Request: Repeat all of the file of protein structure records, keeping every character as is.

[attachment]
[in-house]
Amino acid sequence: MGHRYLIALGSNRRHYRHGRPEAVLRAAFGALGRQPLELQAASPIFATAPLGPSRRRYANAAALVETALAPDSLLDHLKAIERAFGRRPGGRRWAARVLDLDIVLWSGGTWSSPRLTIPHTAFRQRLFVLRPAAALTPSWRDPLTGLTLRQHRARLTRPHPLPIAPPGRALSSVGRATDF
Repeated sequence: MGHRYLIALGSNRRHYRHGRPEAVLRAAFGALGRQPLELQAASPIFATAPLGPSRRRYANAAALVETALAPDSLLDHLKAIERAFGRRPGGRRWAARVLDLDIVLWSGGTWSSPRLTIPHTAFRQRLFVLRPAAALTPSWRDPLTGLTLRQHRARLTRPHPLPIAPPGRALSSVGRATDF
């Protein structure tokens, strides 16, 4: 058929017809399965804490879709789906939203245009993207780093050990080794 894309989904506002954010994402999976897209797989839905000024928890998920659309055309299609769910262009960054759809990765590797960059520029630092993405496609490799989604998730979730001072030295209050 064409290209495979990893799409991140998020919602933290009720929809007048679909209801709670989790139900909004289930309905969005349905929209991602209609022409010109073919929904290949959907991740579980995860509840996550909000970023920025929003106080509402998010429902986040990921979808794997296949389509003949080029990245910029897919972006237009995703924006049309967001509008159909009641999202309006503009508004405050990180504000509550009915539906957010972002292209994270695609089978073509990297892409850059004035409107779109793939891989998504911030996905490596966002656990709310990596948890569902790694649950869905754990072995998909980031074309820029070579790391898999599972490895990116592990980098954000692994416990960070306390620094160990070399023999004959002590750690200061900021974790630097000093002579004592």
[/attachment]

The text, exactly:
[in-house]
Amino acid sequence: MGHRYLIALGSNRRHYRHGRPEAVLRAAFGALGRQPLELQAASPIFATAPLGPSRRRYANAAALVETALAPDSLLDHLKAIERAFGRRPGGRRWAARVLDLDIVLWSGGTWSSPRLTIPHTAFRQRLFVLRPAAALTPSWRDPLTGLTLRQHRARLTRPHPLPIAPPGRALSSVGRATDF
Repeated sequence: MGHRYLIALGSNRRHYRHGRPEAVLRAAFGALGRQPLELQAASPIFATAPLGPSRRRYANAAALVETALAPDSLLDHLKAIERAFGRRPGGRRWAARVLDLDIVLWSGGTWSSPRLTIPHTAFRQRLFVLRPAAALTPSWRDPLTGLTLRQHRARLTRPHPLPIAPPGRALSSVGRATDF
């Protein structure tokens, strides 16, 4: 058929017809399965804490879709789906939203245009993207780093050990080794 894309989904506002954010994402999976897209797989839905000024928890998920659309055309299609769910262009960054759809990765590797960059520029630092993405496609490799989604998730979730001072030295209050 064409290209495979990893799409991140998020919602933290009720929809007048679909209801709670989790139900909004289930309905969005349905929209991602209609022409010109073919929904290949959907991740579980995860509840996550909000970023920025929003106080509402998010429902986040990921979808794997296949389509003949080029990245910029897919972006237009995703924006049309967001509008159909009641999202309006503009508004405050990180504000509550009915539906957010972002292209994270695609089978073509990297892409850059004035409107779109793939891989998504911030996905490596966002656990709310990596948890569902790694649950869905754990072995998909980031074309820029070579790391898999599972490895990116592990980098954000692994416990960070306390620094160990070399023999004959002590750690200061900021974790630097000093002579004592």